The Wash Up supports other procedures and prevents all legislation from being needlessly sacrificed. First, the Westminster Parliament is normally prorogued before being dissolved. This is because the British have also retained the prorogation ceremony in the House of Lords, which also serves as a forum for giving Royal Assent in Parliament Assembled to all remaining bills from that parliamentary session and the Wash Up. The Sovereign has not presided over it since 1854, and the Lord Chancellor has read the prorogation speech ever since. Prorogation by proclamation is almost unheard of in the United Kingdom, but it has become the norm in Canada. The Westminster Parliament’s website even says, Prorogation is marked by a ceremony in the House of Lords.”
Prorogation by ceremony in parliament assembled, instead of by proclamation, used to be the norm in Canada as well. The Governor General or Deputy Governor General would preside over a ceremony in the Senate, grant Royal Assent to all bills passed in that parliamentary session, and then prorogue that session by a closing speech from the throne analogous to the speech from the throne that opens a session of parliament. Parliament would remain prorogued for a few weeks or months, and then the Prime Minster would advise the Governor General to dissolve it, as with the 14th Parliament.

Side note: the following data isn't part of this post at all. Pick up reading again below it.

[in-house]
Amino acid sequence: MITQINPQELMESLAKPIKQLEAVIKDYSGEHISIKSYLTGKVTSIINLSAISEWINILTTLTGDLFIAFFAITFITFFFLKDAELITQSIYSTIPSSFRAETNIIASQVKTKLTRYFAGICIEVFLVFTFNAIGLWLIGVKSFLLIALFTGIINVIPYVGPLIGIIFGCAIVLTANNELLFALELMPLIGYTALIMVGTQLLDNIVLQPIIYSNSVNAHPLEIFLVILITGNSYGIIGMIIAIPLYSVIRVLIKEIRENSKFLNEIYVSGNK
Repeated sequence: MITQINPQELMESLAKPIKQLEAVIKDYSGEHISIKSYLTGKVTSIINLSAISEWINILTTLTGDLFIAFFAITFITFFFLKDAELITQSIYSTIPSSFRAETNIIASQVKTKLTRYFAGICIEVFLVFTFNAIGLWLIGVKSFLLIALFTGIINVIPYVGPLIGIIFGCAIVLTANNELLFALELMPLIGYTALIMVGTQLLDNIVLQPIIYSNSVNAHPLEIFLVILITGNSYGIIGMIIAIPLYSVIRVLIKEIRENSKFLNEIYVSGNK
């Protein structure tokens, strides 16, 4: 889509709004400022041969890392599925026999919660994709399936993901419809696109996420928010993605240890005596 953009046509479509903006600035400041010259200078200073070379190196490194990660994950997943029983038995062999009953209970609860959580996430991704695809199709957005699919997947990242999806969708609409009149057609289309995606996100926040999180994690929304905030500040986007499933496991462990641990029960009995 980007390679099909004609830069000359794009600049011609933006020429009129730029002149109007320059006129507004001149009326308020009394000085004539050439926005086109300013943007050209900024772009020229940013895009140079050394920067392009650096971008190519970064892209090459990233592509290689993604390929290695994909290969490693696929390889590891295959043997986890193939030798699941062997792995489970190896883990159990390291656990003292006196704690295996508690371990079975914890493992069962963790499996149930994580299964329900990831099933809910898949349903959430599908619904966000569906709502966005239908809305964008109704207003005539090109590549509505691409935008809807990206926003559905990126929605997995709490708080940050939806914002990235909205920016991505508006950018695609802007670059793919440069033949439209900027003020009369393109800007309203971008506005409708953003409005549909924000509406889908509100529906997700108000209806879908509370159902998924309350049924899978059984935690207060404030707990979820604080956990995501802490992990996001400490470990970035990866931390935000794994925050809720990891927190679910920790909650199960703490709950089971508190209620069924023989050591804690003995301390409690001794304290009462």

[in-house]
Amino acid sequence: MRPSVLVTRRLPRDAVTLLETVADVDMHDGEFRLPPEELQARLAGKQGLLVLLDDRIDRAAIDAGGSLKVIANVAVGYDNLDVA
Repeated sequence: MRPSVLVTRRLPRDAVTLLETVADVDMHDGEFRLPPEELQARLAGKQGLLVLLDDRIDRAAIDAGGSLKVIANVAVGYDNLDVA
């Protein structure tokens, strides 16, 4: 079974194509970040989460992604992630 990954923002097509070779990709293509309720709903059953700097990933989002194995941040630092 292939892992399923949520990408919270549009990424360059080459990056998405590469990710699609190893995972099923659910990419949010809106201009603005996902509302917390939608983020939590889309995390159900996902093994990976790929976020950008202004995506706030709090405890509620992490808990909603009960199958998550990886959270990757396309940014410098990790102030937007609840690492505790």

The year 1979 provides an interesting study in contrast because it just so happened that both the Prime Minister Callaghan’s Labour government and Prime Minister Clark’s Progressive Conservative government lost votes of confidence. This is a good, direct comparison, because the procedure under the Fixed-Term Parliaments Act did not exist in 1979. Our Houses of Commons followed the same general procedures then.
As you can hear from 1:15 to 1:40, immediately after losing a vote of non-confidence, Callaghan said:
“I shall propose to Her Majesty that Parliament be dissolved as soon as essential business can be cleared up. And I will then announce as soon as possible the date of dissolution, the date of election, and the date of the meeting of the new parliament.”
Then from 1:49 to 2:13, Margaret Thatcher, Leader of Her Majesty’s Loyal Opposition and of the Conservative Party, affirmed that the Conservatives would agree to expedite essential business:
“As the government no longer has authority to carry on business without the agreement of the Opposition, may I make it quite clear that we shall facilitate any business which requires the agreement of the Opposition so that the dissolution can take place at the very earliest opportunity and the uncertainty be over.”